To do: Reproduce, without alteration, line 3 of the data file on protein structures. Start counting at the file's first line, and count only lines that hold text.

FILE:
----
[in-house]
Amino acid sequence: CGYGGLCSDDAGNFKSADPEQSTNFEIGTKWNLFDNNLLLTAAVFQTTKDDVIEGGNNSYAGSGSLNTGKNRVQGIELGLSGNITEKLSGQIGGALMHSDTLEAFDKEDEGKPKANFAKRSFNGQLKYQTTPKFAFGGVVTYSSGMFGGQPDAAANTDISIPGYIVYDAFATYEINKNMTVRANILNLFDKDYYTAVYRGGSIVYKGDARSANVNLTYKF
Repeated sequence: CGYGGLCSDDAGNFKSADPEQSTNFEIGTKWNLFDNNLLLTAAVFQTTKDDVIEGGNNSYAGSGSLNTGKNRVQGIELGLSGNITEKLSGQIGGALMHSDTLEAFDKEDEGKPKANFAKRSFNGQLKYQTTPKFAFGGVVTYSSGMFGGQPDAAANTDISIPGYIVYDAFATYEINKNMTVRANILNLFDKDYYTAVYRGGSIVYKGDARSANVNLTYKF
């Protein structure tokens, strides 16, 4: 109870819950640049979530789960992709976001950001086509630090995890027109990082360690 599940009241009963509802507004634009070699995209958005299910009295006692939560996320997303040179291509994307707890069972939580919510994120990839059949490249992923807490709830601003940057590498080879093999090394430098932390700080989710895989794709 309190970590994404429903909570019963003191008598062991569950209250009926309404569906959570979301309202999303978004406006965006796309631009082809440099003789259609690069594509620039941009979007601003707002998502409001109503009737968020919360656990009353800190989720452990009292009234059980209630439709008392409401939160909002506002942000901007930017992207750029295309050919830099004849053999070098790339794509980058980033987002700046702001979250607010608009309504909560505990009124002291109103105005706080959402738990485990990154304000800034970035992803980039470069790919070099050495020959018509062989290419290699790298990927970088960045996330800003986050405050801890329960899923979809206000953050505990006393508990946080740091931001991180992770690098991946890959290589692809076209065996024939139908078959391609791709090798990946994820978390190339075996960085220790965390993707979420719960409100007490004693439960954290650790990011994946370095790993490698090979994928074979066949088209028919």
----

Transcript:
Repeated sequence: CGYGGLCSDDAGNFKSADPEQSTNFEIGTKWNLFDNNLLLTAAVFQTTKDDVIEGGNNSYAGSGSLNTGKNRVQGIELGLSGNITEKLSGQIGGALMHSDTLEAFDKEDEGKPKANFAKRSFNGQLKYQTTPKFAFGGVVTYSSGMFGGQPDAAANTDISIPGYIVYDAFATYEINKNMTVRANILNLFDKDYYTAVYRGGSIVYKGDARSANVNLTYKF